El Triunfo Mar 18—28, 2013
Posted by Brian Gibbons
The magic of El Triunfo lured us in. Victor’s stories of his first explorations of this area nearly 40 years ago hooked us. Driving into the dark of old Mexico not knowing what he’d find—Typhus, Fer-de-Lance, and the mythical Pavon were waiting in the prehistoric cloud forest. Our trip was a little more civilized; our vans were air-conditioned, we endured some cold showers, and were well-fed throughout the trip. The birds Victor sought 40 years ago were still there, and we were enthralled with the cloud forest of El Triunfo and the Pavon (Horned Guan).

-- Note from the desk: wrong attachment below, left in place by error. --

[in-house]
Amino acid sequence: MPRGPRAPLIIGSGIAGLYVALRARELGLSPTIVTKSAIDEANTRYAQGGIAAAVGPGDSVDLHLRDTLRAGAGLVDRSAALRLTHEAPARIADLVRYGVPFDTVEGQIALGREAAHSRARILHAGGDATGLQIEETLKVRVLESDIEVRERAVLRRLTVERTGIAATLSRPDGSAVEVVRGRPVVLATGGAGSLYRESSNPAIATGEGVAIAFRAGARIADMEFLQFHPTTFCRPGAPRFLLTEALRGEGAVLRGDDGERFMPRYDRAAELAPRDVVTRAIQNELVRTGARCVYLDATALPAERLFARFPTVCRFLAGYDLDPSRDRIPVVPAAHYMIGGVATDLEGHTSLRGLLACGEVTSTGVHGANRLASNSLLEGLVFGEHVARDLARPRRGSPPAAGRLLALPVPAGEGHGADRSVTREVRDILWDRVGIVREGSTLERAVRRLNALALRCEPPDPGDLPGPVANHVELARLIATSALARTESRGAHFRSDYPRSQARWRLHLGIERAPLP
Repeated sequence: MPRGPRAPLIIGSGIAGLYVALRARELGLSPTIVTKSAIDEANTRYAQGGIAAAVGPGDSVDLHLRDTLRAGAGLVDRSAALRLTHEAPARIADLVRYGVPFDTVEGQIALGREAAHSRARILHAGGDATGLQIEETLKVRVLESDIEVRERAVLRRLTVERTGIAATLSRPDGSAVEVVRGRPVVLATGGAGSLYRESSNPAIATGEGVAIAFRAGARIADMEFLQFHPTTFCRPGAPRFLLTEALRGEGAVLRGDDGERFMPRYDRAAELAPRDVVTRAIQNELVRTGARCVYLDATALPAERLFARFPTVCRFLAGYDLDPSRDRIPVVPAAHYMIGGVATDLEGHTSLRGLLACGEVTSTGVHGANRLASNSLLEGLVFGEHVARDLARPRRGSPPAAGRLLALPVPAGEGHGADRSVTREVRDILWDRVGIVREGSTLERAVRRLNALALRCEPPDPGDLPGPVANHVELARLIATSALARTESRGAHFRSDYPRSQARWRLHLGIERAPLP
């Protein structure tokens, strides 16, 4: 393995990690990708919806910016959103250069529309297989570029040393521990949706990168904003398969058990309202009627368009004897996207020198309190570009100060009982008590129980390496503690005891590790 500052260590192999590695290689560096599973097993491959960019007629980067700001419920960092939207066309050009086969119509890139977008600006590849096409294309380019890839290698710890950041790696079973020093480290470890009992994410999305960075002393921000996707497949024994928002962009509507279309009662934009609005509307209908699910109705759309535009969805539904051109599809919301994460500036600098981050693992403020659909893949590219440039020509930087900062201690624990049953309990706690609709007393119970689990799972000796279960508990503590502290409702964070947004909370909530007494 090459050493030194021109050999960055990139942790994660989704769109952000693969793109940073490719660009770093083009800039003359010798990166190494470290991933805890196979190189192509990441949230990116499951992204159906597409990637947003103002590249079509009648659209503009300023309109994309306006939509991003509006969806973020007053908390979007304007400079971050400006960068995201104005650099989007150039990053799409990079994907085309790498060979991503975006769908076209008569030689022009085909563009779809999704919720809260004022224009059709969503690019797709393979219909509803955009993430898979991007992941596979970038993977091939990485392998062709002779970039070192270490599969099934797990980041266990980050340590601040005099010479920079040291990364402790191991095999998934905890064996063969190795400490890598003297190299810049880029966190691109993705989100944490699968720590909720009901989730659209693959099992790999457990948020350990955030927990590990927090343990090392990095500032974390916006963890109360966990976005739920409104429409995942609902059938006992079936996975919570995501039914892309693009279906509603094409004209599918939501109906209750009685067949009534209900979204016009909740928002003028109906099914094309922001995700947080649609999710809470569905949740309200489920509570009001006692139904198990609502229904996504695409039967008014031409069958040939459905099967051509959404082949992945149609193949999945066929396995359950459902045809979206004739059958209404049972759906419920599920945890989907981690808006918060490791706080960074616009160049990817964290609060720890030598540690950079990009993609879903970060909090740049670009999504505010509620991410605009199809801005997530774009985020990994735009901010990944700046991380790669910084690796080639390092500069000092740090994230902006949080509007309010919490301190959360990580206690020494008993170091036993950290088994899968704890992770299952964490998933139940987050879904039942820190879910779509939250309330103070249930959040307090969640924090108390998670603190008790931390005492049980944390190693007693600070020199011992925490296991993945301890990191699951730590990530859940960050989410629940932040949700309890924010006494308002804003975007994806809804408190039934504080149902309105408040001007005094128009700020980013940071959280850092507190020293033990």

Starting in Tuxtla Guttierez, we enjoyed an evening flight of parrots from the hotel balcony and a Ferruginous Pygmy-Owl that is probably still looking for me. Our first morning took us to the spectacular limestone cliffs that create Sumidero Canyon. Russet-crowned Motmot, White-lored Gnatcatcher, orioles, warblers, hummingbirds, and buntings entertained us. Any trip to Sumidero is not complete without sighting the Belted Flycatcher. We had prolonged excellent studies of this highland endemic of northern Central America. A Lesser Roadrunner was also a fine and confiding bird. After a canyonside picnic we headed to Jaltenango with just a couple of birding stops en route. Our first stop at a field netted some spectacular flycatchers like Scissor-tailed, Fork-tailed, and Vermilion. Soon we were in Jaltenango, resting for the next day’s hike into El Triunfo.